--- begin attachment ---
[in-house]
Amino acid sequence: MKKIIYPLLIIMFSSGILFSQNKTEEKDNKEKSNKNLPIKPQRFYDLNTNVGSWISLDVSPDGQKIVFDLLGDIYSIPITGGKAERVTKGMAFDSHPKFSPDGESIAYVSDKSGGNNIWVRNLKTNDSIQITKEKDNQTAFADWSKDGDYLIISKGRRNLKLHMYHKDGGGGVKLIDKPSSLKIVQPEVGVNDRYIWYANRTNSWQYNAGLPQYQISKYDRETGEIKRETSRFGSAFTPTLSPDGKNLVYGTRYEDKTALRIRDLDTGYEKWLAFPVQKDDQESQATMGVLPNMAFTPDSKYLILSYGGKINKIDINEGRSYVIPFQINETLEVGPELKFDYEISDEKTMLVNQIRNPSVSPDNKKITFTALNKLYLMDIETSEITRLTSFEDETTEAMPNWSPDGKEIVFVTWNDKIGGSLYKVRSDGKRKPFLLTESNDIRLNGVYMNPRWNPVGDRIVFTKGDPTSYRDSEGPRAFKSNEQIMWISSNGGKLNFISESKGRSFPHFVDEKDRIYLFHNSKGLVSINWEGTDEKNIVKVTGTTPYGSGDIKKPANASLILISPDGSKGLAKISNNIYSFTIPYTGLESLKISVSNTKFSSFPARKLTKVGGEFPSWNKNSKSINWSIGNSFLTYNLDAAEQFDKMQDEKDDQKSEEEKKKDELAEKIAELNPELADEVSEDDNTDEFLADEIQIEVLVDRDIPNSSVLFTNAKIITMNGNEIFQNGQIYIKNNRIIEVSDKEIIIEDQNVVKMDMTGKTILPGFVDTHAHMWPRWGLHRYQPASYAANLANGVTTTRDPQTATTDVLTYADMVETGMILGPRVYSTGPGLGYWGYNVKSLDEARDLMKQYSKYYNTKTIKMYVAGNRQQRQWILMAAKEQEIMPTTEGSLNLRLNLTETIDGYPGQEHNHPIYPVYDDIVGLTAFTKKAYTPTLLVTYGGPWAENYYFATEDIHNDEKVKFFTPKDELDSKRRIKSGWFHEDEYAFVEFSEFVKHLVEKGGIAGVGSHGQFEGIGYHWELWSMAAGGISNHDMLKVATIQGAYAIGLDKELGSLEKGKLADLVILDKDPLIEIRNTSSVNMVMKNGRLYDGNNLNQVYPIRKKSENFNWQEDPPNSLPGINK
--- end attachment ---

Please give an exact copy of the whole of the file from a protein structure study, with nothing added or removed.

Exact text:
[in-house]
Amino acid sequence: MKKIIYPLLIIMFSSGILFSQNKTEEKDNKEKSNKNLPIKPQRFYDLNTNVGSWISLDVSPDGQKIVFDLLGDIYSIPITGGKAERVTKGMAFDSHPKFSPDGESIAYVSDKSGGNNIWVRNLKTNDSIQITKEKDNQTAFADWSKDGDYLIISKGRRNLKLHMYHKDGGGGVKLIDKPSSLKIVQPEVGVNDRYIWYANRTNSWQYNAGLPQYQISKYDRETGEIKRETSRFGSAFTPTLSPDGKNLVYGTRYEDKTALRIRDLDTGYEKWLAFPVQKDDQESQATMGVLPNMAFTPDSKYLILSYGGKINKIDINEGRSYVIPFQINETLEVGPELKFDYEISDEKTMLVNQIRNPSVSPDNKKITFTALNKLYLMDIETSEITRLTSFEDETTEAMPNWSPDGKEIVFVTWNDKIGGSLYKVRSDGKRKPFLLTESNDIRLNGVYMNPRWNPVGDRIVFTKGDPTSYRDSEGPRAFKSNEQIMWISSNGGKLNFISESKGRSFPHFVDEKDRIYLFHNSKGLVSINWEGTDEKNIVKVTGTTPYGSGDIKKPANASLILISPDGSKGLAKISNNIYSFTIPYTGLESLKISVSNTKFSSFPARKLTKVGGEFPSWNKNSKSINWSIGNSFLTYNLDAAEQFDKMQDEKDDQKSEEEKKKDELAEKIAELNPELADEVSEDDNTDEFLADEIQIEVLVDRDIPNSSVLFTNAKIITMNGNEIFQNGQIYIKNNRIIEVSDKEIIIEDQNVVKMDMTGKTILPGFVDTHAHMWPRWGLHRYQPASYAANLANGVTTTRDPQTATTDVLTYADMVETGMILGPRVYSTGPGLGYWGYNVKSLDEARDLMKQYSKYYNTKTIKMYVAGNRQQRQWILMAAKEQEIMPTTEGSLNLRLNLTETIDGYPGQEHNHPIYPVYDDIVGLTAFTKKAYTPTLLVTYGGPWAENYYFATEDIHNDEKVKFFTPKDELDSKRRIKSGWFHEDEYAFVEFSEFVKHLVEKGGIAGVGSHGQFEGIGYHWELWSMAAGGISNHDMLKVATIQGAYAIGLDKELGSLEKGKLADLVILDKDPLIEIRNTSSVNMVMKNGRLYDGNNLNQVYPIRKKSENFNWQEDPPNSLPGINK